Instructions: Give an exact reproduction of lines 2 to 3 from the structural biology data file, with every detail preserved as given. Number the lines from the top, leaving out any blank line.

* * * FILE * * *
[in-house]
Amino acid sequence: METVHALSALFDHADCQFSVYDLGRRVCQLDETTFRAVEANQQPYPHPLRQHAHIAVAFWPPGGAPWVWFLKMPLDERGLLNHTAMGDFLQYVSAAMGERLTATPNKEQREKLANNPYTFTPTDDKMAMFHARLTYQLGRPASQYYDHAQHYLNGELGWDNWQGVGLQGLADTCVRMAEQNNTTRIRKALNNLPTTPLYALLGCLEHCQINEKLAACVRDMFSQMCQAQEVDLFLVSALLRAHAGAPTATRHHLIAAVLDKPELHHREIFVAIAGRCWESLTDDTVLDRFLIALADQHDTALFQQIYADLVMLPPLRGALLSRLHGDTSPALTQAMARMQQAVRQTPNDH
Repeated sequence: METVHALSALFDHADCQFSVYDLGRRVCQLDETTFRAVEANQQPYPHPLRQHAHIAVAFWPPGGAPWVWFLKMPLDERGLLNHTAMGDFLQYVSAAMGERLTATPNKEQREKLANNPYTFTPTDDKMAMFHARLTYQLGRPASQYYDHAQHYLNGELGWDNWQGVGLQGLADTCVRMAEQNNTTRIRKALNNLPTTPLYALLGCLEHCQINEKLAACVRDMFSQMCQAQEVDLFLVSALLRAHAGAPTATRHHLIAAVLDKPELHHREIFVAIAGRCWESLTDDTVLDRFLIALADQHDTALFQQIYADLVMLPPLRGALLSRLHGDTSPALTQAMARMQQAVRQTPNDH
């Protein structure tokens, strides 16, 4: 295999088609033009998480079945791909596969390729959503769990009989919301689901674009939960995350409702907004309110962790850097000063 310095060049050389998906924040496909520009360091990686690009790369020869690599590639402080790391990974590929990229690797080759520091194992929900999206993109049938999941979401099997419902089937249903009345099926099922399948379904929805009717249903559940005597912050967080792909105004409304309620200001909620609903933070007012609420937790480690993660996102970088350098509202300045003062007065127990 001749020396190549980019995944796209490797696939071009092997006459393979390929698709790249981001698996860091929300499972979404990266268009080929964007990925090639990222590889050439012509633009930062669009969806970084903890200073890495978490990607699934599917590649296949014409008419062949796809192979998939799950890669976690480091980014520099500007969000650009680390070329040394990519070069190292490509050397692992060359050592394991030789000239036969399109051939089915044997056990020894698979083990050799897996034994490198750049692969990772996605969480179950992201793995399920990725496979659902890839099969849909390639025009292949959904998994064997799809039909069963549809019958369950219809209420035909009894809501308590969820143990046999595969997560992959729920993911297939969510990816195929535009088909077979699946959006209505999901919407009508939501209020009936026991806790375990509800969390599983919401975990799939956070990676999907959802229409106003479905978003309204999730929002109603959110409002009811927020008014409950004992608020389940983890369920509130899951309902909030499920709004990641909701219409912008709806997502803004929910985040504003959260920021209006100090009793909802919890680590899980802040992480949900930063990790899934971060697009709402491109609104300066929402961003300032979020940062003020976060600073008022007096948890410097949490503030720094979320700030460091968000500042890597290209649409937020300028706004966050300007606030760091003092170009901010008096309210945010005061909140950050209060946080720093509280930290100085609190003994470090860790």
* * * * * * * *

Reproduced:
Amino acid sequence: METVHALSALFDHADCQFSVYDLGRRVCQLDETTFRAVEANQQPYPHPLRQHAHIAVAFWPPGGAPWVWFLKMPLDERGLLNHTAMGDFLQYVSAAMGERLTATPNKEQREKLANNPYTFTPTDDKMAMFHARLTYQLGRPASQYYDHAQHYLNGELGWDNWQGVGLQGLADTCVRMAEQNNTTRIRKALNNLPTTPLYALLGCLEHCQINEKLAACVRDMFSQMCQAQEVDLFLVSALLRAHAGAPTATRHHLIAAVLDKPELHHREIFVAIAGRCWESLTDDTVLDRFLIALADQHDTALFQQIYADLVMLPPLRGALLSRLHGDTSPALTQAMARMQQAVRQTPNDH
Repeated sequence: METVHALSALFDHADCQFSVYDLGRRVCQLDETTFRAVEANQQPYPHPLRQHAHIAVAFWPPGGAPWVWFLKMPLDERGLLNHTAMGDFLQYVSAAMGERLTATPNKEQREKLANNPYTFTPTDDKMAMFHARLTYQLGRPASQYYDHAQHYLNGELGWDNWQGVGLQGLADTCVRMAEQNNTTRIRKALNNLPTTPLYALLGCLEHCQINEKLAACVRDMFSQMCQAQEVDLFLVSALLRAHAGAPTATRHHLIAAVLDKPELHHREIFVAIAGRCWESLTDDTVLDRFLIALADQHDTALFQQIYADLVMLPPLRGALLSRLHGDTSPALTQAMARMQQAVRQTPNDH